The First Two Weeks - Breastfeeding For The Second Time Around

For months I have been looking forward to and wondering how my breastfeeding journey would go the second time around with a bit more knowledge. All babies are different… but after a number of challenges with my little boy (Baby #1, read about that journey here), I couldn’t help feelings of anxiety, mixed with a hope things would be a touch easier, or different this time around!

 A good start, exhausted, emotional, but sweet relief.

Hallelujah… our little girls is finally born, after 2 days of induction & labour. We are clear of any complications, safe, and we get to enjoy skin to skin time and our very first feed. An hour of bliss feeding, toast, Kygo playing and relief riding the oxytocin wave. I didn’t notice the abuse she was doing to my nipples though…. Argh for later.

“I can’t believe it’s happening again, I’m failing!”

 

After an exhausting delivery, Lana was clearly done in after 2 days in and out of labour, and so was I having not slept for over 48hrs. It was late that night struggling to get her out of her stupor and midwives stepping up the pressure that I started to panic that I’m failing…after spending all day expressing colostrum into a teeny, tiny syringe (so slow!) and I was determined that night to get her to latch on, and we did it! We finally fed reliably overnight every 2hours and I felt like we’d won the night; we were rocking! Minus the pain which was causing trauma to my nipples with every feed. It was then the day after she was diagnosed with a tongue tie and referred, so it felt like maybe we might have some tough days to come but eventually there was light at the end of the tunnel.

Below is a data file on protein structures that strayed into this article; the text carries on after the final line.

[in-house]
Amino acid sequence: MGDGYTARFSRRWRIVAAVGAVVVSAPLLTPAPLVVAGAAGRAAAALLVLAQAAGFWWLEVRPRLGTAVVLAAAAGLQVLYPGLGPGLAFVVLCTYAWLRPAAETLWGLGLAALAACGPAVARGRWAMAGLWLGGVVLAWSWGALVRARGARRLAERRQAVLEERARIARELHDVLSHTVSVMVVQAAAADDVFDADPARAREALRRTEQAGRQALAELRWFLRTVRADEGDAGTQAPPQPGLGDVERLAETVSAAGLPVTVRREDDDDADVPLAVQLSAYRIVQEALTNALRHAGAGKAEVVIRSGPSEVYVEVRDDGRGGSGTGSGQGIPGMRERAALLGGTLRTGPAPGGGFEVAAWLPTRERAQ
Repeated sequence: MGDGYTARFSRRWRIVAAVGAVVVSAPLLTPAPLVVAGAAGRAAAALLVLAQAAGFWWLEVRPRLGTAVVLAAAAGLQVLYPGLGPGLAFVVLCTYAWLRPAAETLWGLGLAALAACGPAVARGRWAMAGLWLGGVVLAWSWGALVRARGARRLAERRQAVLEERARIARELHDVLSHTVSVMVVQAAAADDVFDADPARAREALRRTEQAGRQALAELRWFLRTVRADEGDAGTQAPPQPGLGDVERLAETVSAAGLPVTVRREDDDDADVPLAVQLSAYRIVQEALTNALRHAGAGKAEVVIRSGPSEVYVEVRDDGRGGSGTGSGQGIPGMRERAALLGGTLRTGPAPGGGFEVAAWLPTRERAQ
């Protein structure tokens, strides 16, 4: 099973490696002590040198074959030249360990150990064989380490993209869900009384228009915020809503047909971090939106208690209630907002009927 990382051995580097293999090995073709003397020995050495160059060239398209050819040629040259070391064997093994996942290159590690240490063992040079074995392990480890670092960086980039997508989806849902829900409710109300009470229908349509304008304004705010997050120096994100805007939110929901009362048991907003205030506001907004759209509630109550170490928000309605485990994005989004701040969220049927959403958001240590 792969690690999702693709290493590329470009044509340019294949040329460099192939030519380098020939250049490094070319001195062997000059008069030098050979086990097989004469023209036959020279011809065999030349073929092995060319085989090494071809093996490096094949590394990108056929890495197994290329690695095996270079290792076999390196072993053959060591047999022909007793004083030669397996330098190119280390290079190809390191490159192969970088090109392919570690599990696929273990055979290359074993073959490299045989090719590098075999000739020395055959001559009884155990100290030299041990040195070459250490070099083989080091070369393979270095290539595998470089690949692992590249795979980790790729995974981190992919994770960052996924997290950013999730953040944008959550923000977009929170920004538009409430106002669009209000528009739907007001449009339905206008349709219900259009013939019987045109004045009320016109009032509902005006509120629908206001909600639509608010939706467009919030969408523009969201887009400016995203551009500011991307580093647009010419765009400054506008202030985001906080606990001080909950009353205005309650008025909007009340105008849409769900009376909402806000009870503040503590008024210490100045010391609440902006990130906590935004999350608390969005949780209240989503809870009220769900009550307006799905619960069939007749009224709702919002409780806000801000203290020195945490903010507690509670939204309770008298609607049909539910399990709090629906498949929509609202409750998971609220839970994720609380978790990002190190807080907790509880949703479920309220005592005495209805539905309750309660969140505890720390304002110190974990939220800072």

For the next couple of days we had to dig deep to keep going through the excruciating pain of nipple trauma hell, cluster feeding, and frustration as we tried to get the right latch/positioning while incredibly uncomfortable with postpartum pain (if you have stitches you know what I mean!) and a baby who was struggling to open her mouth wide enough too.

breastfeeding newborn skin to skin

On night 2 I just cried and cried from the excruciating pain and thought “how can I continue?” I sobbed through the feeds to my husband wanting it all to end, to give up but at the same time wanting to feed my daughter. We kept going; in that moment my mantra was to just take one step and count the win “put on the nipple shield, breathe through the pain” and let the next steps follow. That and my trusty Elvie showing me how much milk I’m producing helped to give me a little bit of confidence that I’ve got this!

Unfortunately, the combination of nipple trauma on my right breast, and Lana’s shallow latch led to Mastitis which wiped us out – it felt like the start of flu and the sensation of putting a savoy cabbage on was a tad unusual but a funny moment! I was desperate not to start antibiotics (a bout of thrush can be common; the last thing we need!) and tried every home remedy for the next 24-48hrs as well as regular feeds to try and beat this. 

“Wow, this actually feels good/almost normal”

 

Whisper it quietly and touch wood… but by day 7 and the various treatments and cures were working. I could finally feed without too much pain, and Lana and I quickly found a latch and relaxed into it (with a posterior tongue tie still challenging, but due to be removed). After overcoming each of the individual challenges, it felt amazing to have peace and an almost pain-free feed.

Each step through it, drawing on my experiences knowing I’d done this before with way more difficult times feeding my first born and I had gone through child birth, so I knew I could keep going.

Our Big Moment –Fixing Tongue Tie on Day 12